From Twitter demographer Cicerone (now @BirthGauge):
For some countries, this is the last update (November) for which realized births still reflect fertility decisions taken before the onset of Corona – which, judging from anecdotal reports, will crater them further, but we’ll see*.
Broadly, this continues a trend I have already observed of most of the “White” world clustering towards a TFR of 1.4-1.7, e.g. involving a disappearance of the traditional US superiority to Europe. The only major downwards exceptions are in the Med, which is racked by emigration of young people to more dynamic regions of Europe.
The East Asians are breaking new barriers, with South Korea now falling to 0.85 and – for the first time in its modern history – annual deaths now outnumber births. This is quite impressive for a country where life expectancy is 83 years and where the median age was 32 years only back in 2000. But nor is South Korea unique, Taiwan has now joined it in the under 1.0 club.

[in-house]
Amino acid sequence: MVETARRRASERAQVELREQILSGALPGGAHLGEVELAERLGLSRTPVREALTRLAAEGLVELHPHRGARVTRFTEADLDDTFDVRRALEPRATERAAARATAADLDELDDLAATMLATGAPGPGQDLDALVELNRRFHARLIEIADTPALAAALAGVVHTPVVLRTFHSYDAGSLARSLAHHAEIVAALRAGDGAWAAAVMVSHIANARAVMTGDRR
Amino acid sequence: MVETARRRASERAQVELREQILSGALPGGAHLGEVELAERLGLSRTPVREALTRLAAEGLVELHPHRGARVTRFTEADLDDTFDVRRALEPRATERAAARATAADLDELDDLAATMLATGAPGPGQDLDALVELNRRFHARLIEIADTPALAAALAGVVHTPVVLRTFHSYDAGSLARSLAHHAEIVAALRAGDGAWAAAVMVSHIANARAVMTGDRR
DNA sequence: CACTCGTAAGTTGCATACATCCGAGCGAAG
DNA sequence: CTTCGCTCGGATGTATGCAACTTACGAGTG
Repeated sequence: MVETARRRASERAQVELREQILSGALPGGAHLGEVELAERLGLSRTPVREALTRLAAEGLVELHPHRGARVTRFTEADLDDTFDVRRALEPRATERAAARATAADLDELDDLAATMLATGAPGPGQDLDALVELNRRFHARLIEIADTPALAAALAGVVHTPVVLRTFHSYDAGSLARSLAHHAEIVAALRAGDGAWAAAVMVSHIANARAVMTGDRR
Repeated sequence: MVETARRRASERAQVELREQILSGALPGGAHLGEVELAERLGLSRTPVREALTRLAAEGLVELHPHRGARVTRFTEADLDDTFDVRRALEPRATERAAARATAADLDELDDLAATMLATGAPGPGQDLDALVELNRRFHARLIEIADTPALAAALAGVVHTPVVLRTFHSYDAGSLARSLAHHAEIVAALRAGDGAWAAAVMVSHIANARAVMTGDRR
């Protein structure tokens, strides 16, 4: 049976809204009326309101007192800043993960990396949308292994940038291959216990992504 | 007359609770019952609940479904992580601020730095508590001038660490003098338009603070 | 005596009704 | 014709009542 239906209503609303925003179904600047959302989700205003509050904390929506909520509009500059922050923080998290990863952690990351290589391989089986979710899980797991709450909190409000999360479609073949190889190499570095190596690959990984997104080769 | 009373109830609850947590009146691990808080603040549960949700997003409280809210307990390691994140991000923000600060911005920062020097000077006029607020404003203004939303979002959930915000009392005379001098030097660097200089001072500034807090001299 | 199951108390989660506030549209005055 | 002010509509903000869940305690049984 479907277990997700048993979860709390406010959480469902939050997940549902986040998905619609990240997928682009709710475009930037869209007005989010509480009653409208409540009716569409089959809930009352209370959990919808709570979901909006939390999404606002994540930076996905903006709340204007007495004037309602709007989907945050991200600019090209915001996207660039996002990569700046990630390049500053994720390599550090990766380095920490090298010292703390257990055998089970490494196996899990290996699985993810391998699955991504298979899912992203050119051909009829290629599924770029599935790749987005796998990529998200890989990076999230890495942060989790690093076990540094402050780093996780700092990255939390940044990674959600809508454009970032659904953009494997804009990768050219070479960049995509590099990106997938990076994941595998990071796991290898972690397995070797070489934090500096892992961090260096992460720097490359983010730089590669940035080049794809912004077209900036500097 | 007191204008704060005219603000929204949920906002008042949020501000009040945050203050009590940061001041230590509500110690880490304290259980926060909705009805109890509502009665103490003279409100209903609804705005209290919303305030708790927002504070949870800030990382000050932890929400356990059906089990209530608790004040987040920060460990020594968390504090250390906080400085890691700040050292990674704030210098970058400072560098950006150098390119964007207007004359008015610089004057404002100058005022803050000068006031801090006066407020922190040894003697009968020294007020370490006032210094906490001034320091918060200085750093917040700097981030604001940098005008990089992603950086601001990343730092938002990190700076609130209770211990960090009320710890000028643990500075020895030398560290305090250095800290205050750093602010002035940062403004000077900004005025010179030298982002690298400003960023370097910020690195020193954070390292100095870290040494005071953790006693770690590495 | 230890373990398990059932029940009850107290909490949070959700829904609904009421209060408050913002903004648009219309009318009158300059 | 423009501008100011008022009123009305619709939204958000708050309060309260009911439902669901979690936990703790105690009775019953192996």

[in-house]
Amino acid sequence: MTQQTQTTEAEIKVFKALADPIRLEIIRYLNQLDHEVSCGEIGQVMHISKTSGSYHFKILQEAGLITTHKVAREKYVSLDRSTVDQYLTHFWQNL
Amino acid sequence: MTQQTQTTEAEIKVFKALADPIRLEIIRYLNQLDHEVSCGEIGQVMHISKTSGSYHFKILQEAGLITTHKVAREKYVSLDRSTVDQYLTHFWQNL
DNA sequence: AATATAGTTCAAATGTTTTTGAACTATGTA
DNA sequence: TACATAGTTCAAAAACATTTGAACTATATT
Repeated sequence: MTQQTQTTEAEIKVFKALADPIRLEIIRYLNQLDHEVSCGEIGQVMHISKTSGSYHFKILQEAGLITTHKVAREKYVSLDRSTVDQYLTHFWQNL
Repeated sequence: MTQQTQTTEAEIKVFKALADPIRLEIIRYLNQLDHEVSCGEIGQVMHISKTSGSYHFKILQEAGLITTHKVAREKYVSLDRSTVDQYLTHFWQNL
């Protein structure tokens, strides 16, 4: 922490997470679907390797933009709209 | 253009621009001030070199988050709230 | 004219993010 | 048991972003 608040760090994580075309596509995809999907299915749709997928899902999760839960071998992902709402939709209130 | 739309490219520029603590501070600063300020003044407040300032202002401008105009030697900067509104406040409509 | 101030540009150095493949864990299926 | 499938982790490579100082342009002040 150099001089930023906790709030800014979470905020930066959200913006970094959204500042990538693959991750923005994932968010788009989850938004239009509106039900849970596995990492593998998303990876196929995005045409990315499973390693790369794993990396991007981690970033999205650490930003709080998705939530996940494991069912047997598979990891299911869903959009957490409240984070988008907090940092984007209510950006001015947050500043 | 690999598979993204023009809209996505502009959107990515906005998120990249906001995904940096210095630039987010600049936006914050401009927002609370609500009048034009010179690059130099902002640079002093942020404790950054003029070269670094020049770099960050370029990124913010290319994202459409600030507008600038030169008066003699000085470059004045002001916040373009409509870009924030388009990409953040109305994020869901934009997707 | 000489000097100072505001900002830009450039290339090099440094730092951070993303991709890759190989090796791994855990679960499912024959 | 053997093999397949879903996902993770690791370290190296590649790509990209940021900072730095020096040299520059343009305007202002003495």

No European country ever really fell that low for a prolonged period of time. Why?
Well I think it’s basically a confluence of whammies hitting them all at once, namely:
(1) Europe underwent its demographic transition much earlier and more gradually, this means “breeders” have been selected for longer and are a larger percentage of its population. There are almost none of them in East Asia, since it has only recently shaken off traditionalism.
(2) The new cultural and technological forces that have been hitting fertility during the 2010s (rising unaffordability of housing at global level, more affordable and higher quality leisure pursuits, Tinder) are also hitting East Asia.
(3) There’s also I think a tempo effect, in which average age of childbirth goes up as women “postpone”. This effect was particularly pronounced during the 1990s in Europe.
So, all of these things happening at once producing the effect of “Best Korea” now having more total births than the South. But, funny as this meme is, I don’t think it can or will last.
* Corona effect on US fertility:
Fertility in the US is set to drop to 1.57 children per woman this year, by far the lowest value ever recorded. https://t.co/nX8bUMvyN7
— Birth Gauge (@BirthGauge) January 4, 2021